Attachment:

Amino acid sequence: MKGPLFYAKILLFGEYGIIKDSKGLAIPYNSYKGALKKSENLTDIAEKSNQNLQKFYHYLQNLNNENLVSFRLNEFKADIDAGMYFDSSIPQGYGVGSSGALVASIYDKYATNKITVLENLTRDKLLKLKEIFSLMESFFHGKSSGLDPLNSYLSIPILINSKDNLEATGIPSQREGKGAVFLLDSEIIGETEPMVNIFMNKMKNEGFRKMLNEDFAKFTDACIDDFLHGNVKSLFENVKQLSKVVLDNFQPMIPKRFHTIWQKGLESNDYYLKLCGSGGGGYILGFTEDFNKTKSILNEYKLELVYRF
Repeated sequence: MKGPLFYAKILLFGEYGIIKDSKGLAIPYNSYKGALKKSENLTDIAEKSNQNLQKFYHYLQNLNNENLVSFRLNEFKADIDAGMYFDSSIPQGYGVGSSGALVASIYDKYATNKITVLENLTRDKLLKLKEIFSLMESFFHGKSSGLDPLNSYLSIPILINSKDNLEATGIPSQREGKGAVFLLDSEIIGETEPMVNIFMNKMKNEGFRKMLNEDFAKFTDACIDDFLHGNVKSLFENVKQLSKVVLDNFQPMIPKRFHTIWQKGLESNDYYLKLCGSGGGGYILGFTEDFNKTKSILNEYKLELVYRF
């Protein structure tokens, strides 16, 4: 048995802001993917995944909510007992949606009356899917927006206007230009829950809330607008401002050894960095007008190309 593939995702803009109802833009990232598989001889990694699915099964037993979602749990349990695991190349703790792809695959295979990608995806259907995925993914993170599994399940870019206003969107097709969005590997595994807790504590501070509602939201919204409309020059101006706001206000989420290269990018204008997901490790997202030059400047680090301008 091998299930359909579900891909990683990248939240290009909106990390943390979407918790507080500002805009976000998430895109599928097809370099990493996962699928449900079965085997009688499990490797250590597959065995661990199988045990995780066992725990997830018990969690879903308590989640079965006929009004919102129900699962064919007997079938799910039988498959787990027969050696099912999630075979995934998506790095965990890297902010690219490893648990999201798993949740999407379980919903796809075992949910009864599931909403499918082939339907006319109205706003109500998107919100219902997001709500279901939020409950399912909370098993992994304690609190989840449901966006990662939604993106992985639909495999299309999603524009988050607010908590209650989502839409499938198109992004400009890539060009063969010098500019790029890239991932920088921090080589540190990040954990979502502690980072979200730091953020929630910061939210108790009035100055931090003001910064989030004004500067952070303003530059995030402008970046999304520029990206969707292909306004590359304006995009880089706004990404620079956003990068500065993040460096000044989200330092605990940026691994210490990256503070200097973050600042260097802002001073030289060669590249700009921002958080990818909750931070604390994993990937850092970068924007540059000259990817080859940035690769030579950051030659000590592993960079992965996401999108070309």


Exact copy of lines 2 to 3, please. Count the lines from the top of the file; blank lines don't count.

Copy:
Repeated sequence: MKGPLFYAKILLFGEYGIIKDSKGLAIPYNSYKGALKKSENLTDIAEKSNQNLQKFYHYLQNLNNENLVSFRLNEFKADIDAGMYFDSSIPQGYGVGSSGALVASIYDKYATNKITVLENLTRDKLLKLKEIFSLMESFFHGKSSGLDPLNSYLSIPILINSKDNLEATGIPSQREGKGAVFLLDSEIIGETEPMVNIFMNKMKNEGFRKMLNEDFAKFTDACIDDFLHGNVKSLFENVKQLSKVVLDNFQPMIPKRFHTIWQKGLESNDYYLKLCGSGGGGYILGFTEDFNKTKSILNEYKLELVYRF
């Protein structure tokens, strides 16, 4: 048995802001993917995944909510007992949606009356899917927006206007230009829950809330607008401002050894960095007008190309 593939995702803009109802833009990232598989001889990694699915099964037993979602749990349990695991190349703790792809695959295979990608995806259907995925993914993170599994399940870019206003969107097709969005590997595994807790504590501070509602939201919204409309020059101006706001206000989420290269990018204008997901490790997202030059400047680090301008 091998299930359909579900891909990683990248939240290009909106990390943390979407918790507080500002805009976000998430895109599928097809370099990493996962699928449900079965085997009688499990490797250590597959065995661990199988045990995780066992725990997830018990969690879903308590989640079965006929009004919102129900699962064919007997079938799910039988498959787990027969050696099912999630075979995934998506790095965990890297902010690219490893648990999201798993949740999407379980919903796809075992949910009864599931909403499918082939339907006319109205706003109500998107919100219902997001709500279901939020409950399912909370098993992994304690609190989840449901966006990662939604993106992985639909495999299309999603524009988050607010908590209650989502839409499938198109992004400009890539060009063969010098500019790029890239991932920088921090080589540190990040954990979502502690980072979200730091953020929630910061939210108790009035100055931090003001910064989030004004500067952070303003530059995030402008970046999304520029990206969707292909306004590359304006995009880089706004990404620079956003990068500065993040460096000044989200330092605990940026691994210490990256503070200097973050600042260097802002001073030289060669590249700009921002958080990818909750931070604390994993990937850092970068924007540059000259990817080859940035690769030579950051030659000590592993960079992965996401999108070309």